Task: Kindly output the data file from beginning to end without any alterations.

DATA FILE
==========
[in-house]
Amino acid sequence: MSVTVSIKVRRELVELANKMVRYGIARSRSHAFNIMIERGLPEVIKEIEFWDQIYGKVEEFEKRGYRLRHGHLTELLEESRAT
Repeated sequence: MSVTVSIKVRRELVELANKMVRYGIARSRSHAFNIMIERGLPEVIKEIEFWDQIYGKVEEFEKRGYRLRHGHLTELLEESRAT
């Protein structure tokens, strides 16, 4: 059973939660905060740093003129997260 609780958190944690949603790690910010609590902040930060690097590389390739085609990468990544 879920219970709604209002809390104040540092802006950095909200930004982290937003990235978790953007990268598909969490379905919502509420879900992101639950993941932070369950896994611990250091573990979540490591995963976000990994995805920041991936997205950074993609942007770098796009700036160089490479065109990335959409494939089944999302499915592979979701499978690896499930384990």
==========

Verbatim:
[in-house]
Amino acid sequence: MSVTVSIKVRRELVELANKMVRYGIARSRSHAFNIMIERGLPEVIKEIEFWDQIYGKVEEFEKRGYRLRHGHLTELLEESRAT
Repeated sequence: MSVTVSIKVRRELVELANKMVRYGIARSRSHAFNIMIERGLPEVIKEIEFWDQIYGKVEEFEKRGYRLRHGHLTELLEESRAT
């Protein structure tokens, strides 16, 4: 059973939660905060740093003129997260 609780958190944690949603790690910010609590902040930060690097590389390739085609990468990544 879920219970709604209002809390104040540092802006950095909200930004982290937003990235978790953007990268598909969490379905919502509420879900992101639950993941932070369950896994611990250091573990979540490591995963976000990994995805920041991936997205950074993609942007770098796009700036160089490479065109990335959409494939089944999302499915592979979701499978690896499930384990």